|Caller/Callee saved Registers email@example.com (1994-03-14)|
|Re: Caller/Callee saved Registers firstname.lastname@example.org (1994-03-21)|
|Re: Caller/Callee saved Registers email@example.com (1994-03-22)|
|Re: Caller/Callee saved Registers firstname.lastname@example.org (1994-03-22)|
|Caller/Callee saved Registers email@example.com (1994-03-22)|
|Re: Caller/Callee saved Registers firstname.lastname@example.org (1994-03-22)|
|Re: Caller/Callee saved Registers email@example.com (1994-03-22)|
|Re: Caller/Callee saved Registers firstname.lastname@example.org (1994-03-23)|
|Re: Caller/Callee saved Registers email@example.com (1994-03-23)|
|Re: Caller/Callee saved Registers firstname.lastname@example.org (1994-03-23)|
|Re: Caller/Callee saved Registers Peter-Lawrence.Montgomery@cwi.nl (1994-03-24)|
|Re: Caller/Callee saved Registers email@example.com (1994-03-24)|
|Re: Caller/Callee saved Registers firstname.lastname@example.org (1994-03-24)|
|[23 later articles]|
|From:||email@example.com (Cliff Click)|
|Organization:||Rice University, Houston, Texas|
|Date:||Tue, 22 Mar 1994 22:30:21 GMT|
firstname.lastname@example.org (Paul Jakob Magun) writes:
|> I'm having some difficulty grasping the key idea behind the division in
|> caller/callee saved registers:
When procedure A calls procedure B:
(1) Procedure A must save any caller-saved registers it still needs, and
(2) Procedure A relies on B to save all the callee-save registers.
Thus from A's point of view, B can trash the parameter registers (because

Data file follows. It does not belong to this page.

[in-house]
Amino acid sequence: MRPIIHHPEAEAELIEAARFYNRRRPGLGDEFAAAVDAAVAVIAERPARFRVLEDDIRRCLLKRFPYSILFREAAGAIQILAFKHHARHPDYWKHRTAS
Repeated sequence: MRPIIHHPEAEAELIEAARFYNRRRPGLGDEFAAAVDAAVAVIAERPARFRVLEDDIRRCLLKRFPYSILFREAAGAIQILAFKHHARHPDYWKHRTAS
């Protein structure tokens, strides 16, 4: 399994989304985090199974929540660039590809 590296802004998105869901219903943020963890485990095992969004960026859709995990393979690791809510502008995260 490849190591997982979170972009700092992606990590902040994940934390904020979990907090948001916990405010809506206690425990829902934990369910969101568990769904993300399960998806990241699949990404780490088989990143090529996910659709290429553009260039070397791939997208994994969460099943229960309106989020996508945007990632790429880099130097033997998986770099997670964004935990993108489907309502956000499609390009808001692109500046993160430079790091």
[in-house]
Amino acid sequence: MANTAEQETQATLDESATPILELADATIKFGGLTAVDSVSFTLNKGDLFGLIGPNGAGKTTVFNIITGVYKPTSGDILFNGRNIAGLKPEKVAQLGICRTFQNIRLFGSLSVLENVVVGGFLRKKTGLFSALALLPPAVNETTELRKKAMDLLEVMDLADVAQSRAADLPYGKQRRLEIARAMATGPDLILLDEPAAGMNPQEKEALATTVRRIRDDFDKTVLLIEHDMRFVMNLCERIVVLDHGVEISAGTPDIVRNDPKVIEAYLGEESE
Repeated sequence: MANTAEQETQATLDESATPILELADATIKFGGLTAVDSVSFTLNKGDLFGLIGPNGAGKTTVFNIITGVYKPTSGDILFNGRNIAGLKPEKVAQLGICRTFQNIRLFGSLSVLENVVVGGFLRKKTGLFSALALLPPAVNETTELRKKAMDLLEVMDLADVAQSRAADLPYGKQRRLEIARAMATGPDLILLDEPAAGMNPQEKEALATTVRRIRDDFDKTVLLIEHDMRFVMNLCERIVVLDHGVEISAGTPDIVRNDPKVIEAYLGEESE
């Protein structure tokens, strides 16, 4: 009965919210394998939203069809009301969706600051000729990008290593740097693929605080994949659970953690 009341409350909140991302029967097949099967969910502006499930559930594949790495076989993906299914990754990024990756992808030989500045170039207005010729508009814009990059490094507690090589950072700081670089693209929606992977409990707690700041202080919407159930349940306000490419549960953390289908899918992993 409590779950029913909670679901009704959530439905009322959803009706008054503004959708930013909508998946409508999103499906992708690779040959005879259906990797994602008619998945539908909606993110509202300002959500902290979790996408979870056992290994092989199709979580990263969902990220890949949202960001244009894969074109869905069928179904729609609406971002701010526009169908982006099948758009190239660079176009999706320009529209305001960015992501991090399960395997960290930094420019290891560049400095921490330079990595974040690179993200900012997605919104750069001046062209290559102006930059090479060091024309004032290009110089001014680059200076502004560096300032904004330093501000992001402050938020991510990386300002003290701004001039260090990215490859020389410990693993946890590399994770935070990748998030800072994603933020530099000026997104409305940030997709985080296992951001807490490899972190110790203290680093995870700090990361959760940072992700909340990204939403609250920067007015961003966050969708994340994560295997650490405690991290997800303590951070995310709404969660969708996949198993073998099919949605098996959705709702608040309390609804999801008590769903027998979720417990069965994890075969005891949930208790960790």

they are caller-save, and A, the caller, has already saved them).
|> What would happen if all registers were saved by the called procedure
|> (callee saved) ?
Then B might save some registers that A does not care about. In this
case, B does extra work (of the worst kind: memory traffic).
|> The kind (caller saved/callee saved) of register used for a variable is
|> determined locally. Won't this a suboptimal global allocation?
Why, of course. But caller and callee might be compiled in separate
object files, so must agree on which parameters are in registers and which
are not without ever seeing each other.
|> Why are there no callee saved parameter registers ?
Because the compiler-writer assumes that procedure A doesn't need the
parameter it makes for B. The value is dead after the call to B, so there
is no point in having B save and restore it.
|> How did the designers of the architecture decide on the relative number of
|> caller/callee saved registers ? Should the division be chosen differently
|> for different high level languages ?
Probably. I suspect the IBM designers used a "best-guess" approach,
perhaps backed up by a few test cases. There's a paper out there on IBM's
design decisions in the ABI, but I can't find my copy of it right now.
email@example.com -- Massively Scalar Compiler Group, Rice University
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